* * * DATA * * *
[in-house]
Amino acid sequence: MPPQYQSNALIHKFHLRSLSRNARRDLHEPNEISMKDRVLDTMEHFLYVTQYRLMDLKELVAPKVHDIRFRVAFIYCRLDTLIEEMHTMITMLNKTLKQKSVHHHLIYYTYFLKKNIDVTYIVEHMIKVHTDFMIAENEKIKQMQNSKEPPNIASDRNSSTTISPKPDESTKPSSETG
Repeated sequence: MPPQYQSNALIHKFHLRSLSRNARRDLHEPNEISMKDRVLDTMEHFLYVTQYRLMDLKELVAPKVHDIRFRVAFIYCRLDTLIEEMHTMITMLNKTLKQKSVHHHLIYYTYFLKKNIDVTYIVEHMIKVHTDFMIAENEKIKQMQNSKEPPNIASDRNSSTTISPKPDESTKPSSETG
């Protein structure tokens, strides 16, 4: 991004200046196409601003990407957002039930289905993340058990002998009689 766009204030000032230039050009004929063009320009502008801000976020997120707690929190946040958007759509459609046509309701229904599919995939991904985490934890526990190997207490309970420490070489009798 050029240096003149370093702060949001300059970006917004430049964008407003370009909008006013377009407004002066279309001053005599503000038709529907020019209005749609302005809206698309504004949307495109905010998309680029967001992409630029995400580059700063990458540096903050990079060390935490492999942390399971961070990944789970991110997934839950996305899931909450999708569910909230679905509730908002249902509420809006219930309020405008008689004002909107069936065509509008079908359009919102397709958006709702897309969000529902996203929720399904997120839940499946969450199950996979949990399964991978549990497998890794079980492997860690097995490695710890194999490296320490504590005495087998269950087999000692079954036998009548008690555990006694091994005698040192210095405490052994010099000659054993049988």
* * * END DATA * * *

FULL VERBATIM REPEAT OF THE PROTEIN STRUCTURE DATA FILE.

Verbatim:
[in-house]
Amino acid sequence: MPPQYQSNALIHKFHLRSLSRNARRDLHEPNEISMKDRVLDTMEHFLYVTQYRLMDLKELVAPKVHDIRFRVAFIYCRLDTLIEEMHTMITMLNKTLKQKSVHHHLIYYTYFLKKNIDVTYIVEHMIKVHTDFMIAENEKIKQMQNSKEPPNIASDRNSSTTISPKPDESTKPSSETG
Repeated sequence: MPPQYQSNALIHKFHLRSLSRNARRDLHEPNEISMKDRVLDTMEHFLYVTQYRLMDLKELVAPKVHDIRFRVAFIYCRLDTLIEEMHTMITMLNKTLKQKSVHHHLIYYTYFLKKNIDVTYIVEHMIKVHTDFMIAENEKIKQMQNSKEPPNIASDRNSSTTISPKPDESTKPSSETG
């Protein structure tokens, strides 16, 4: 991004200046196409601003990407957002039930289905993340058990002998009689 766009204030000032230039050009004929063009320009502008801000976020997120707690929190946040958007759509459609046509309701229904599919995939991904985490934890526990190997207490309970420490070489009798 050029240096003149370093702060949001300059970006917004430049964008407003370009909008006013377009407004002066279309001053005599503000038709529907020019209005749609302005809206698309504004949307495109905010998309680029967001992409630029995400580059700063990458540096903050990079060390935490492999942390399971961070990944789970991110997934839950996305899931909450999708569910909230679905509730908002249902509420809006219930309020405008008689004002909107069936065509509008079908359009919102397709958006709702897309969000529902996203929720399904997120839940499946969450199950996979949990399964991978549990497998890794079980492997860690097995490695710890194999490296320490504590005495087998269950087999000692079954036998009548008690555990006694091994005698040192210095405490052994010099000659054993049988």